Outside, with sun shining brightly and birds singing
gloriously as they hopped from branch to branch of green-
leafed trees, Rivka was able to forget that it was winter.
But inside her Bnei Brak apartment, it was a different
story. There, despite the kerosene heater that burnt all the
time and the layers of sweaters that she always wore, she
never stopped shivering. Everyone kept telling her that it
was just a matter of time till she got used to winters
without steam heat, but it was already three years since her
family had settled in Israel and Rivka was still freezing in
the winters. There was a knock at the door. Before she could
answer, Rivka's top floor neighbor, Rutti Glick, pushed her
head inside and said in a rush, "Rivka, are you ready?
Hurry! We'll be late for the Bris."
"But I'm not even dressed for a simcha," Rivka
moaned, feeling like some Russian Cossack in her thick, long
woolen stockings, woolies, high fleece-lined boots, scarves
wound around her neck, layers of sweaters and a wool knit
hat that covered all her hair.
"Just put on your sheitel. No one will notice the
"But I wasn't even invited," Rivka protested unhappily.
"No one gets invited to a Bris," Rutti said. "An
announcement is made. Everyone comes. It's a
The house was already crowded when the two of them arrived;
the living room with bearded men, the women in the hallway,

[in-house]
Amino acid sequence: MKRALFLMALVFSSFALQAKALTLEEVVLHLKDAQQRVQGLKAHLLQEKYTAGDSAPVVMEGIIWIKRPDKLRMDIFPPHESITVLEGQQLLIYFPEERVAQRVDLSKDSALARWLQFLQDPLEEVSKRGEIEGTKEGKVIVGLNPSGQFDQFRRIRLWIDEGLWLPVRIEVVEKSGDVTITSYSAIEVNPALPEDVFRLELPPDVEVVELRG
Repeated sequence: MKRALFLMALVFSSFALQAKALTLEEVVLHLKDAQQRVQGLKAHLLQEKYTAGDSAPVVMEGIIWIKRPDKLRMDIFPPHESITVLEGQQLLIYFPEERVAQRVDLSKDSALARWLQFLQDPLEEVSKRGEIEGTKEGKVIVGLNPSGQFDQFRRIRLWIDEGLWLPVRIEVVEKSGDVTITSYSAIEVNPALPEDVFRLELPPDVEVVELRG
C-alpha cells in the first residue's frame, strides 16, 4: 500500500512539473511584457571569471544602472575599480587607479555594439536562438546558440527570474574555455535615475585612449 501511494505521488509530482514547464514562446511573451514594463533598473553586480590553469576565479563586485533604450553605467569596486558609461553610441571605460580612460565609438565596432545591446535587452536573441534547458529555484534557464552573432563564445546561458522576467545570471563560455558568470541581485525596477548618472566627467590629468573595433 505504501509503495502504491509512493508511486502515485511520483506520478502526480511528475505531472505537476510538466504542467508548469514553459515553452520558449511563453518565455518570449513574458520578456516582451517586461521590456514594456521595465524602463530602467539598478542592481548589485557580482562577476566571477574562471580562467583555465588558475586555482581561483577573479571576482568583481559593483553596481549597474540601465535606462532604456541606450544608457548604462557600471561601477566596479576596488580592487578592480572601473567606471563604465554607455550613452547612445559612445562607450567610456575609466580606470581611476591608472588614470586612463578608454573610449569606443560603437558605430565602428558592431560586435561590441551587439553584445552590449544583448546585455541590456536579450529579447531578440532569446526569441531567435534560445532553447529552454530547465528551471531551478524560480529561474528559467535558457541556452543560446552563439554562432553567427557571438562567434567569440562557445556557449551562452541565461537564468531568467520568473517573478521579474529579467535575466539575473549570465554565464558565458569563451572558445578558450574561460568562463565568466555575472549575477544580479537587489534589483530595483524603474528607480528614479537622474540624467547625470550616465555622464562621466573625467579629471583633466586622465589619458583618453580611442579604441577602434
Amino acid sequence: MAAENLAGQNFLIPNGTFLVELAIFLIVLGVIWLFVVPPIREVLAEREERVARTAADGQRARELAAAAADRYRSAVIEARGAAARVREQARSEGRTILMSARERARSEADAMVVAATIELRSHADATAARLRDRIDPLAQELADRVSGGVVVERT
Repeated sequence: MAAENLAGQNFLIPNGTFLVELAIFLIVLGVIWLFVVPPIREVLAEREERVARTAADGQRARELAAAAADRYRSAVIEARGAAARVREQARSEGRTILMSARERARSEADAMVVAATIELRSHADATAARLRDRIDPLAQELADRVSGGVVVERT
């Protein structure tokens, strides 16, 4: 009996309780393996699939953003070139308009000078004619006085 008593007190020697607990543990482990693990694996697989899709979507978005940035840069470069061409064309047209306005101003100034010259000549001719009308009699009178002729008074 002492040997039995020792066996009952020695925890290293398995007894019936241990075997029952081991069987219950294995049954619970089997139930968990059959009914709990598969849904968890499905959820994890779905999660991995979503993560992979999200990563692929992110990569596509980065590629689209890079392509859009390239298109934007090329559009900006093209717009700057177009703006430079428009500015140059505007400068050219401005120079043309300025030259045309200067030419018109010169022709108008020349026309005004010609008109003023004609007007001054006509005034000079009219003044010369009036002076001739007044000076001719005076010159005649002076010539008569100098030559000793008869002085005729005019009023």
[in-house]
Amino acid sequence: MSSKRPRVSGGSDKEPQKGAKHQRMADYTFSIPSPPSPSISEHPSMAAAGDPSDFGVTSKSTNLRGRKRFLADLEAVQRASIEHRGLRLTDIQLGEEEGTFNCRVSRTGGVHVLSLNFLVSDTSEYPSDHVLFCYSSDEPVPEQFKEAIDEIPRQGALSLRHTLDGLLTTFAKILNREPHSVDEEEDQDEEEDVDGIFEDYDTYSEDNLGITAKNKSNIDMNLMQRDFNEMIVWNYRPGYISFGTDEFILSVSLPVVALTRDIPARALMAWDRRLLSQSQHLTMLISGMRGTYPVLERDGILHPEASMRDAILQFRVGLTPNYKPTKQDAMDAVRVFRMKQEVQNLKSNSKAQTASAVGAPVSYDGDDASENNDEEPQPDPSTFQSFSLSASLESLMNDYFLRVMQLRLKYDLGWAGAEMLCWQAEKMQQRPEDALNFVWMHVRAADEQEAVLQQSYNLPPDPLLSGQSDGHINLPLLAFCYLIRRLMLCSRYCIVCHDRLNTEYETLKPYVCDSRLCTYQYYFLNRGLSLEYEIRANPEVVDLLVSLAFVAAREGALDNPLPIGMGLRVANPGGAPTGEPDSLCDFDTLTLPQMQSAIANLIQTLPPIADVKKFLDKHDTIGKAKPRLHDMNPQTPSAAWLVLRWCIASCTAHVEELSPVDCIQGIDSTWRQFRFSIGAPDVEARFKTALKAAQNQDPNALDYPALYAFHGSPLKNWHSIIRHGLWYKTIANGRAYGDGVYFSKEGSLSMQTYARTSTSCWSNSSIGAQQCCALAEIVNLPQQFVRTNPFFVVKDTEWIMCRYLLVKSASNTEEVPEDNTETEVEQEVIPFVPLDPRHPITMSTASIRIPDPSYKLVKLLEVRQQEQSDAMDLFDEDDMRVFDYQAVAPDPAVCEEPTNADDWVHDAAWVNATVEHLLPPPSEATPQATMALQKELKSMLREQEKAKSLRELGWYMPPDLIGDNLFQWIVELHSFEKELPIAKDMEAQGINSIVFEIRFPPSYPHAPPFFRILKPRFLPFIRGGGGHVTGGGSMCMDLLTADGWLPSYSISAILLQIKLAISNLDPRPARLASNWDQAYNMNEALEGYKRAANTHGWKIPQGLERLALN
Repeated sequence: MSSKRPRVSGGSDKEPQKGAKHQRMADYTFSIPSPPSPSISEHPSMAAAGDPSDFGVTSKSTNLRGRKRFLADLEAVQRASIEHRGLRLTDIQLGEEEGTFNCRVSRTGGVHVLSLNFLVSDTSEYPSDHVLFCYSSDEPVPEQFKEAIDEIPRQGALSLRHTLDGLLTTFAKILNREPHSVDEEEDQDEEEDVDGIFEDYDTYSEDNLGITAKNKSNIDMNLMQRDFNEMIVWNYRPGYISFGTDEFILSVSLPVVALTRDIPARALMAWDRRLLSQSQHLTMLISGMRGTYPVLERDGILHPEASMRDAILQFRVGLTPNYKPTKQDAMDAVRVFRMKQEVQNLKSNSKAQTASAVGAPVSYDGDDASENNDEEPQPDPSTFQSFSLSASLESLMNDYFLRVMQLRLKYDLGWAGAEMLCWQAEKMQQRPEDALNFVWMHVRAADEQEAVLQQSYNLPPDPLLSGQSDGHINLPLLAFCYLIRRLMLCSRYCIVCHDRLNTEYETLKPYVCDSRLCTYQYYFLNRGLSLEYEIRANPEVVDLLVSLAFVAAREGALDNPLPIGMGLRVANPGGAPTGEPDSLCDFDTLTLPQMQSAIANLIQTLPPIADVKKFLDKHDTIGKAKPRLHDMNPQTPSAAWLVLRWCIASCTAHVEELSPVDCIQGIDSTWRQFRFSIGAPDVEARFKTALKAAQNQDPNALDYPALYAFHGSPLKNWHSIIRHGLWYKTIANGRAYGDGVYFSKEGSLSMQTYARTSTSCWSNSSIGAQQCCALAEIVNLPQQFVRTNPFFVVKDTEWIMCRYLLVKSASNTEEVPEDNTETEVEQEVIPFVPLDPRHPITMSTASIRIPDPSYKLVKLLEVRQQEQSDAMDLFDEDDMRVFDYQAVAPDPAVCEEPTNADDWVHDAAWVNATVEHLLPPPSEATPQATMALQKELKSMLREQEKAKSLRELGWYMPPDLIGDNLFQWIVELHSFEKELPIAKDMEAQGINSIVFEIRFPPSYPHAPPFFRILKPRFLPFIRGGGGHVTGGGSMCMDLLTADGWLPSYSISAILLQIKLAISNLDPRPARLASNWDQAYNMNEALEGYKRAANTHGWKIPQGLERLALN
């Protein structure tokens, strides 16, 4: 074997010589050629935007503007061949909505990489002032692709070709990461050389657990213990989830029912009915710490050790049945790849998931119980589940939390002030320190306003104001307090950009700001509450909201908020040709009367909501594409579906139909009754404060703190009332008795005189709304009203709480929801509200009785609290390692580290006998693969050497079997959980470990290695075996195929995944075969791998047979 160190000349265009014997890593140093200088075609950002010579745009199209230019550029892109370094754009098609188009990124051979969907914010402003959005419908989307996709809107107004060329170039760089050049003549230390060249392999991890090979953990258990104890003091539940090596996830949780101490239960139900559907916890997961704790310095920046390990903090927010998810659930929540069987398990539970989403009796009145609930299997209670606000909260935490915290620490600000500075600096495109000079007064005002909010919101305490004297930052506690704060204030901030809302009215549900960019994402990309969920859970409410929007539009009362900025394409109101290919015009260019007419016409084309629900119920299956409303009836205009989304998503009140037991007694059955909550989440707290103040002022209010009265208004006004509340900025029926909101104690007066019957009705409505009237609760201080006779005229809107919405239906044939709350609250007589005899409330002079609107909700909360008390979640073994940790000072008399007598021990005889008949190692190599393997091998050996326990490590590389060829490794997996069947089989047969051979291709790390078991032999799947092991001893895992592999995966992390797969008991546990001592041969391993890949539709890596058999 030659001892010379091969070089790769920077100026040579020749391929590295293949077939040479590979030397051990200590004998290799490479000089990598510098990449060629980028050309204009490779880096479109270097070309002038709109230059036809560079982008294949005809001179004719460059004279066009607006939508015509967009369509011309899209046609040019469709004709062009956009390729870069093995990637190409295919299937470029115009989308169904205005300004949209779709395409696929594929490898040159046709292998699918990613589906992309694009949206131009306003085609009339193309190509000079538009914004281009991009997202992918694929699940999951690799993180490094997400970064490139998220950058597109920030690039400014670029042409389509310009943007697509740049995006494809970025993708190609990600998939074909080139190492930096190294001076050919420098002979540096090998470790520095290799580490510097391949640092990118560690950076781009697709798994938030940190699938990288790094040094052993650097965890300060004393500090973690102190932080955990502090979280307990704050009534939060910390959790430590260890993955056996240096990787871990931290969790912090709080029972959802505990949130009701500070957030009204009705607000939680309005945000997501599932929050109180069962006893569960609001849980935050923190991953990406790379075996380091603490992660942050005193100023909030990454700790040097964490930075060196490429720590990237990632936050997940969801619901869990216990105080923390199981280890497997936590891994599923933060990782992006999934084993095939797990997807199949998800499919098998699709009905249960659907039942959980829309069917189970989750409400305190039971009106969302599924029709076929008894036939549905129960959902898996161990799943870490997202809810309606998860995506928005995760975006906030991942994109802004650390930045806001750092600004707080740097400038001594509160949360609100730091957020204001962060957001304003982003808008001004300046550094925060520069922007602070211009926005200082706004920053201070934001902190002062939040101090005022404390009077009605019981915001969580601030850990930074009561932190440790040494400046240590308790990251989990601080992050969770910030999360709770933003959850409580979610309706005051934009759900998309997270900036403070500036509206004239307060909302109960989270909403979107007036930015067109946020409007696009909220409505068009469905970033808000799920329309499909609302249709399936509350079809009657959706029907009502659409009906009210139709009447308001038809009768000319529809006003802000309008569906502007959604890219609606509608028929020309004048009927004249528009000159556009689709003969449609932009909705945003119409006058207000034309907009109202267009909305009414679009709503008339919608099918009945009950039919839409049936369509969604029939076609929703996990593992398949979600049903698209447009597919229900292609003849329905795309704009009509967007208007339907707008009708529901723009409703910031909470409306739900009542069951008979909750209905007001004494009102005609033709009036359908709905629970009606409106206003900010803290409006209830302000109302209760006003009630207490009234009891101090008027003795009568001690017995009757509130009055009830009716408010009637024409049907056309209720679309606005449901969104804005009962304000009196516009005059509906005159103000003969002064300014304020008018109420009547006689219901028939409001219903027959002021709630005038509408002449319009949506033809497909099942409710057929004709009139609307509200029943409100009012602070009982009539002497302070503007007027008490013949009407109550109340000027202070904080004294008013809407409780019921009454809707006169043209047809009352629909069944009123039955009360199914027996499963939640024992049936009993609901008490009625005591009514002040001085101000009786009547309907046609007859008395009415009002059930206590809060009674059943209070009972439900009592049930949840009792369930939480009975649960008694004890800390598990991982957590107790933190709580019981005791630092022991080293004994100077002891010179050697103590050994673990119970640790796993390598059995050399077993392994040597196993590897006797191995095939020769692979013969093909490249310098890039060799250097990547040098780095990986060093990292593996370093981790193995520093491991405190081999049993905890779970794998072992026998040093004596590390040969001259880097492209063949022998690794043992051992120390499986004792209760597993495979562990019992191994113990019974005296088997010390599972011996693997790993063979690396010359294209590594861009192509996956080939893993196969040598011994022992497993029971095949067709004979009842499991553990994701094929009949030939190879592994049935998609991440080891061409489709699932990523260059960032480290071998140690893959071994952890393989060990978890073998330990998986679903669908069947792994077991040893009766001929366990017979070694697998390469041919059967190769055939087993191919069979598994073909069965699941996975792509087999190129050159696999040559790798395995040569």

where they'd be able to hear, if not see, what was going on.
Chana, the mother of the child, smiled weakly to each guest
as they entered and returned their mazel tovs. Then
there was a loud hush.
The father of the eight-day-old infant wrapped his
tallis tightly round him, pinched his eyes closed
tight and recited each word of the blessings in deep
concentration. "...Who made us holy with His mitzvos
and commanded us to enter all males into the Covenant of
Avrohom Ovinu." "Blessed... for giving us life, for
sustaining us, for bringing us to this time." Everyone
cheered their "Amen."
The mohel, knife in hand, bent over the child.
Everyone strained forward. A little girl kept asking her
older brother, "What's he doing? What's the mohel
doing to the baby?" but her brother maintained a stony-faced
silence. Except for the drip of the faucet in the kitchen
sink, there was total silence. Then, after what seemed like
a long time, the baby started to cry. Everyone let out a
sigh of relief and those on the front lines began a search
for the baby's pacifier.
The mohel, an elderly man with a white beard,
straightened up and called out, "May the father rejoice with
what came forth from his loins. May the mother be gladdened
with the fruits of her womb..."
"In your blood shall you live!" the assembled echoed and
happy shouts of "Mazel tov" rang out in the room. The
men all rushed to the child. The women surrounded Chana,
grasped her hand, embraced her and someone brought over a
chair for her to sit on. The little girl was still
complaining, "I keep asking what they did to the baby but
nobody wants to tell me," and the ladies all smiled.
The baby was brought to his mother. She kissed him gently;
the tears fell on his cheeks. Then she laid him in his
carriage and wheeled him to a quiet corner of the house. The
father washed his hands, made the blessing and cut into a
tremendous challa. He sent slices all around and the